“The best charities of any city are those that are fed by the heart throbs of its citizens.”
The Floating Hospital is an icon of NYC, a survivor who has seen the city’s highs and lows through the eyes of its undervalued citizens. We remain as relevant now as at the time of our birth as one of the city’s first pediatric charity hospitals. Today, we are one of its last.
The Floating Hospital has thrived through revolutions in healthcare: the discovery of penicillin and aspirin; the invention of typewriters, telephones, cars, and the Internet—even the standardization of time itself occurred on our watch. At a time when electronic health records were more akin to science fiction, The Floating Hospital was using hand-written ship’s logs to record the afflictions of the great masses that flooded our decks—the poor, immigrants and discharged soldiers looking to start new lives.
Then, the primary role of healthcare was relief, through the distribution of milk and the assurance of a monthly bath, both of which were luxuries unavailable to most poor families in the post-Civil War era. Opium, laudanum, and spirits were widely used as remedies. Beer and bread were the basics of many children’s diets.
A million horses, burning coal, and crowded tenements created a lung-damaging stew that doubled as air. For children already stressed by malnutrition and a lack of child labor laws, sea air was one of the few remedies available to combat widespread juvenile asthma. By taking these child laborers and their moms out onto the sea for a day, the Hospital provided a respite, albeit brief, from the miseries of daily life.
We were a revolutionary concept in the late 1800s, turning the routine occurrence of quarantine barges into a health excursion that combined medical care, healthy eating, and entertainment into one experience. Aboard The Floating Hospital, patients and visitors enjoyed puppet shows, dancing, sing-a-longs, art classes, games, celebrity appearances and movies. They snacked and lunched as they spied breathtaking views of sea and city. No wonder we were nicknamed “The Happiest Place on Earth.”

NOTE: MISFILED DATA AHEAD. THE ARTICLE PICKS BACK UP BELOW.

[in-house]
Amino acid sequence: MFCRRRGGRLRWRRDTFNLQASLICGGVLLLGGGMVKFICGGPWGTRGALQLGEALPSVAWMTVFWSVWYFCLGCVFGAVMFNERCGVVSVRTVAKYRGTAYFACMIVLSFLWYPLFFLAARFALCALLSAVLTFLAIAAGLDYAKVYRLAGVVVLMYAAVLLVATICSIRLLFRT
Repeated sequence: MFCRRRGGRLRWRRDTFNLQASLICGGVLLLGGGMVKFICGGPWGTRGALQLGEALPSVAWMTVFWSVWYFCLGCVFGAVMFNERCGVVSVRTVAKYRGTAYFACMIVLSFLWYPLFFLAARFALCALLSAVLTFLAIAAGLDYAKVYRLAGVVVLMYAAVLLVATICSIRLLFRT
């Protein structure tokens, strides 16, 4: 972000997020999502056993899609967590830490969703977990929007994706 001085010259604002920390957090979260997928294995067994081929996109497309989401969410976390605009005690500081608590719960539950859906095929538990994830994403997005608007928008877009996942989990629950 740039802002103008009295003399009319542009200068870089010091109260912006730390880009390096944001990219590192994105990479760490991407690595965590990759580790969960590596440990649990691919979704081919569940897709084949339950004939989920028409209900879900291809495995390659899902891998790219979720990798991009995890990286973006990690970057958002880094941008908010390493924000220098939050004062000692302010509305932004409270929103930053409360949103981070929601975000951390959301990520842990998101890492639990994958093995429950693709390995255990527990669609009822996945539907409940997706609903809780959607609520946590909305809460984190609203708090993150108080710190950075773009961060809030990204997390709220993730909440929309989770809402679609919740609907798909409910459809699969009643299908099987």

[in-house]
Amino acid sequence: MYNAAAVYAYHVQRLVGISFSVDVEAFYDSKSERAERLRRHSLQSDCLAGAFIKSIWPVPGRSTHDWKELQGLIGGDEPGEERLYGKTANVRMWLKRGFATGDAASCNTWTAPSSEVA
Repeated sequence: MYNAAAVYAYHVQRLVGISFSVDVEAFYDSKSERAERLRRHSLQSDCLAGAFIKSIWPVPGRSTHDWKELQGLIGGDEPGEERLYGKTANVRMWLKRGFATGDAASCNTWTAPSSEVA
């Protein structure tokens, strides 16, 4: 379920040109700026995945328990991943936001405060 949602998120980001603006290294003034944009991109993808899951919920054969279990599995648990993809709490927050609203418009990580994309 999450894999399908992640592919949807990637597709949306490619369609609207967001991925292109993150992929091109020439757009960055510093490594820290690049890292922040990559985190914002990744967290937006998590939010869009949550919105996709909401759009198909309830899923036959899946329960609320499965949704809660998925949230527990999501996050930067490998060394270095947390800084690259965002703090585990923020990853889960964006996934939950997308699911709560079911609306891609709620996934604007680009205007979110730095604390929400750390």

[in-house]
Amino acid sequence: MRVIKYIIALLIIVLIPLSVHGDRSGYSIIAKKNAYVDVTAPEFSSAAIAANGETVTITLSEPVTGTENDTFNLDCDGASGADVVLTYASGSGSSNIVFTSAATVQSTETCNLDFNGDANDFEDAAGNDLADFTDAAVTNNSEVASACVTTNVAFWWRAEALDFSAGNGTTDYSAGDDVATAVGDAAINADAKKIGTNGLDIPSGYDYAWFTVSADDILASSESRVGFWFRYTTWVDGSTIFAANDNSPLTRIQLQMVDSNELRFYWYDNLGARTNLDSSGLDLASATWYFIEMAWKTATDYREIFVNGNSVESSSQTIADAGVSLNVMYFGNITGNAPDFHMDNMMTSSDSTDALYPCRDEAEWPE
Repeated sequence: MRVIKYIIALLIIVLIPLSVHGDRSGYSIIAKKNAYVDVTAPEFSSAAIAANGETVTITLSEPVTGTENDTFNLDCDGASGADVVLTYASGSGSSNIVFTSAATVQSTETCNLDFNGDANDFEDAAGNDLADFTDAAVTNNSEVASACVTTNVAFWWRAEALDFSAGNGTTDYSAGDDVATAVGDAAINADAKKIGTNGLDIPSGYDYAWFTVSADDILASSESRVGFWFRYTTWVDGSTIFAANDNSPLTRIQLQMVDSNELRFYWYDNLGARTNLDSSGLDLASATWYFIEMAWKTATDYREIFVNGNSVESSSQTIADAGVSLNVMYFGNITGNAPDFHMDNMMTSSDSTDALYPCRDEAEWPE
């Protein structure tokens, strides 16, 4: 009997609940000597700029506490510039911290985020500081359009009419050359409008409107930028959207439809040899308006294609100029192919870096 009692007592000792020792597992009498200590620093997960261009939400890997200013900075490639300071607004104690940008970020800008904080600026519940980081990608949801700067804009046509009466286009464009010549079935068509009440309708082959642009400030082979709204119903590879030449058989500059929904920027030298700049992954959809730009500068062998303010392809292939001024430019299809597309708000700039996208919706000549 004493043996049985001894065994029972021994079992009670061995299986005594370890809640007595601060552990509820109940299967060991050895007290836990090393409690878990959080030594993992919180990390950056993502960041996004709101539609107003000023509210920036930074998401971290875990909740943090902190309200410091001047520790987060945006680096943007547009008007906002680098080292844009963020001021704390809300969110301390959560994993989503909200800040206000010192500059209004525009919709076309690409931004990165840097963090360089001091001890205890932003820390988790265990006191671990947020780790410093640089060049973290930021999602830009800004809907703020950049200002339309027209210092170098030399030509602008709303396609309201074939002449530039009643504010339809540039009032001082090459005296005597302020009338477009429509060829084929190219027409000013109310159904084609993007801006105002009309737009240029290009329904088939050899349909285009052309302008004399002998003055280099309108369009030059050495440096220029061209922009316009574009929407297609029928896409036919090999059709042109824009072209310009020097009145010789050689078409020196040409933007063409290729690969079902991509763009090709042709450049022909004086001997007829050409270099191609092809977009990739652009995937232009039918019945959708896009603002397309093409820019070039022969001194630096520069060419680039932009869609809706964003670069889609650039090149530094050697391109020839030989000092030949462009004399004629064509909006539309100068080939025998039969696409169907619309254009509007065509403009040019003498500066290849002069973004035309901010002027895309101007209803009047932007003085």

Our first land-based hospital was the Seaside Hospital of Staten Island, which tied together sea excursions and a facility for longer-term care and infant deliveries. Improvements in living conditions in the early days of the twentieth century were tempered with better diagnosed maladies, and an understanding of the importance of hygiene, prevention and health education. Modern medicine had arrived, and The Floating Hospital took pride in being at the forefront of all these advances. While we have provided all of our patient services from land-based facilities since the early 2000s, healthcare, relief, and prevention still anchor our mission.
For over a century and a half, we have remained steadfast and true to our charitable purpose. We’re here for all who need us.
*Walter Stanton, Chairman of The Floating Hospital, December 12, 1895
On October 19, 1866, the St. John’s Guild of Trinity Church founded The Floating Hospital with a clear and singular purpose: “To afford relief to the sick children of the poor of the City of New York without regard to creed, color, or nationality.”
On July 3, 1872, The New York Times asked wealthy New Yorkers for support in purchasing a ship. In its first year, 18,600 impoverished children and caretakers enjoyed free chartered ferry rides and countryside picnic outings.